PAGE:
Efforts will brighten Main Street
Efforts to beautify downtown Haines are coming together to give Main Street a facelift before the beginning of tourist season.
In addition to art installations in seven Howsers windows, displays commemorating the 50th anniversary of the Alaska Marine Highway will be mounted in windows of the Coliseum Theater building and at the ferry terminal in the coming weeks.
Renovation of the Rusty Compass Coffeehouse (the historic Pryor Drug building) also began this week, and will restore the storefront to its early-1900s façade.
Longer-term projects geared toward revitalizing downtown are also in the works, including a budget recommendation by borough manager Mark Earnest to install bike racks, benches and other amenities downtown.
Carol Tuynman, president of the Alaska Arts Confluence, is spearheading the Howsers project, which will include window exhibits by local artists John Svenson, Sharon Svenson, Marian Carlson, John Carlson, Sarah Cohen, Ma’or Cohen and Andrea Nelson.
Nelson said the window displays not only will liven up Main Street for the benefit of visitors and residents, but will help promote the work of local artists.
“The artists represent a broad range of mediums. There’s furniture-making and tile work. I personally do found-object assemblages; I find stuff and I glue it together,” Nelson said.
Though the project is volunteer-based, Tuynman has received $500 from the Haines Visitor’s Center to defray costs associated with lighting, mounting and other materials. Tuynman said she was hoping to use the Downtown Revitalization Committee as a vehicle for the project, but committee members have not yet been chosen.
Tourism director Tanya Carlson said she is hoping the new display will get other business owners thinking about how they can improve downtown spaces.
“I know people always complain about what our Main Street looks like; how it always looks so dead... It’s all about making our town more presentable and getting all of our business owners aware of the things they need to do to market themselves, to get their information and their products out there for people to see,” Carlson said.
Nelson also is responsible for designing the Alaska Marine Highway displays for the Coliseum Theater building and ferry terminal. The theater building display will consist of three panels, one for each 6-by-4-foot window, containing text and historic images culled from Nelson’s archival research.
The first panel is devoted to Haines’ role as the birthplace of the ferry system, the second to a timeline illustrating the system’s development and its current vessels, and the third to facts on overall ferry use and the role of ferries in Southeast communities.
A 24-foot long display will run above the ticket windows at the ferry terminal, as well, but will focus on Haines as the birthplace of the ferry system. The theater building installation is for the 50th anniversary celebration and is only temporary, but the ferry terminal display will be permanent, Nelson said.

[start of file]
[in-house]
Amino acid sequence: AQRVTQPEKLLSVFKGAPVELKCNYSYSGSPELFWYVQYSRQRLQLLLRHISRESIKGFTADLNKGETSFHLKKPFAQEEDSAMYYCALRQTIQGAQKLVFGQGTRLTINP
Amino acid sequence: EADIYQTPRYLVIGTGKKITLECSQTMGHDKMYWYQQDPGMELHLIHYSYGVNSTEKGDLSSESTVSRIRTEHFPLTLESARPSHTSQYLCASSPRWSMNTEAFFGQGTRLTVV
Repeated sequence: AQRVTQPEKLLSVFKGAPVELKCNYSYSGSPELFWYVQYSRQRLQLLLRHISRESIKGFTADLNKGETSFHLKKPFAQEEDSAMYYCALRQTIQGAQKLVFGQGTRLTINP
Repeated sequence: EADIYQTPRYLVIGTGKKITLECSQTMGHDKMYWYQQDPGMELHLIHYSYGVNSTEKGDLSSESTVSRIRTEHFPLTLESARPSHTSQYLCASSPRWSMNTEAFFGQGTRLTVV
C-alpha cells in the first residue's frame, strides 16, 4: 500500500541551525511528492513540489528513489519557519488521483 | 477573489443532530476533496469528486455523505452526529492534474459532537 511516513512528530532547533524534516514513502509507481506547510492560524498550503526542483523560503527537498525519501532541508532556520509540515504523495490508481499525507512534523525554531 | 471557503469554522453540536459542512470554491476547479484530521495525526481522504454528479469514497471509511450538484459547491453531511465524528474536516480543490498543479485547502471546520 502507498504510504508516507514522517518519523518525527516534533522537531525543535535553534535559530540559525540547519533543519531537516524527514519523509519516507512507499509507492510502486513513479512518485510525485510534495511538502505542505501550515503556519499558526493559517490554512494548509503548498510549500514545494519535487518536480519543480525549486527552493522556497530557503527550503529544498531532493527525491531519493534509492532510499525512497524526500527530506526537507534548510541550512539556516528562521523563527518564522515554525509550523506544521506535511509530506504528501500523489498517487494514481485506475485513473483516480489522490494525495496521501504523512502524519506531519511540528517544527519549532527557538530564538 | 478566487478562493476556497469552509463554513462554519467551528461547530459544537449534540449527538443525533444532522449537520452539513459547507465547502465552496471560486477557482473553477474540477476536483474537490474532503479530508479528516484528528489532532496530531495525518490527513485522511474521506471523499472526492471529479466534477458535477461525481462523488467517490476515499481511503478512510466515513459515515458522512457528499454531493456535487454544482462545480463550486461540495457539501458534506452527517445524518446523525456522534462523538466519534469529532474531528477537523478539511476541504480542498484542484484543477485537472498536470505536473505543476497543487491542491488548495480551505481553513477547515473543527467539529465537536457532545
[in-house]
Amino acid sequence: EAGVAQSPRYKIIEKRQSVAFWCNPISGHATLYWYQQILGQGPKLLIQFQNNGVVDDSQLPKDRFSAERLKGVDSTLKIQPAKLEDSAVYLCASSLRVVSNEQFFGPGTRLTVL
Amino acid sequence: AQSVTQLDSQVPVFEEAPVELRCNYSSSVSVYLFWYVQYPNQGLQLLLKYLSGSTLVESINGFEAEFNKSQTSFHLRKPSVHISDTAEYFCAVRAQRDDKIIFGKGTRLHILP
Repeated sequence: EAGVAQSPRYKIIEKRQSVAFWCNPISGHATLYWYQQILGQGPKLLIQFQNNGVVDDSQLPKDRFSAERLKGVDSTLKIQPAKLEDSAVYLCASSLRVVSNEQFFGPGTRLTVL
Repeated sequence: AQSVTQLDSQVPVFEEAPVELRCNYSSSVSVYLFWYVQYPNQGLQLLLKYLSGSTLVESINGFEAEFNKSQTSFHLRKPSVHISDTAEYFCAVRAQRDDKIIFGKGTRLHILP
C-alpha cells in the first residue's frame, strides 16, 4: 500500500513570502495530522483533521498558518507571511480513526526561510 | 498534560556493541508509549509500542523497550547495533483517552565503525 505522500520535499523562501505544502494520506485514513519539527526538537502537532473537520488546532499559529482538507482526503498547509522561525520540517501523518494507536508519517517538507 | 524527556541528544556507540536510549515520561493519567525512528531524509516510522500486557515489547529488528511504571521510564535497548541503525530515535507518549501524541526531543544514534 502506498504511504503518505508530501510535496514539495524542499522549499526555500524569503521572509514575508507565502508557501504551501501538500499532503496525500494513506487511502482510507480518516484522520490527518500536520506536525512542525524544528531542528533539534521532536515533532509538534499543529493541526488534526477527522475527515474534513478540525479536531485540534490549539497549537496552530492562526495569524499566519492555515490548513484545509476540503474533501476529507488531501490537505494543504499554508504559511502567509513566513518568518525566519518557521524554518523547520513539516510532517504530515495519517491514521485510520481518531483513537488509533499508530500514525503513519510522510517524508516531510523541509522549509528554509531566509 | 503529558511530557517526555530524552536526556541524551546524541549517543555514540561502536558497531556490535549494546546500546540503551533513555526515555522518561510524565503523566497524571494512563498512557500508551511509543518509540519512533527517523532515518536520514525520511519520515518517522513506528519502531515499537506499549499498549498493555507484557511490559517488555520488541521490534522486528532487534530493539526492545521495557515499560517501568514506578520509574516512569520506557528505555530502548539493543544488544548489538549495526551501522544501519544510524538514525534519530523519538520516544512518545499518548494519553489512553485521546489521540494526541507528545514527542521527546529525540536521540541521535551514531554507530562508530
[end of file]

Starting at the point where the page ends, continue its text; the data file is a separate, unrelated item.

Sheldon Museum director Jerrie Clarke said the museum could not accomplish the ferry display project internally because it was forced to eliminate its collections and exhibit coordinator position last year due to budget cuts. Instead, the borough is paying Nelson $1,000 for the work, Clarke said.
The Rusty Compass Coffeehouse also is set for a makeover, according to owner Lenise Henderson Fontenot. Henderson Fontenot received a resounding ‘yes’ from the Haines Borough Planning Commission last month after asking it for permission to renovate the coffeehouse’s storefront.
Following attempts to patch up the deteriorating concrete exterior of the building, Henderson Fontenot went to the museum and researched what the building looked like before it burned down in the early 1920s. Using a 1916 archival photo as inspiration, she will cover the concrete with cedar siding, redo windows in a tall, Victorian fashion, install new kick board and molding, and add ornate trim work to get the building back to its original look.
“What I’m trying to do is find something that has kind of a Victorian look to it, like the old New York coffee shops,” Henderson Fontenot said.
Window displays and remodeled storefronts will also be supplemented by smaller amenities like bike racks, flowers and benches, under Earnest’s plan. Earnest recommended the borough spend $15,000 on “visitor/community enhancements” in the upcoming fiscal year. Whether the assembly will approve the recommendation has yet to be determined.
The revitalization committee, a community group that recently came under the wing of the borough’s planning commission, is still being formed, Mayor Stephanie Scott said. Scott is responsible for appointing seven members to the committee: three downtown business owners, one downtown resident, one planning commission member, one Chilkoot Indian Association representative, and one Chamber of Commerce representative.
Scott said she has heard from three people interested in joining the committee since the planning commission’s decision in mid-March. The seats are being posted on the borough’s website.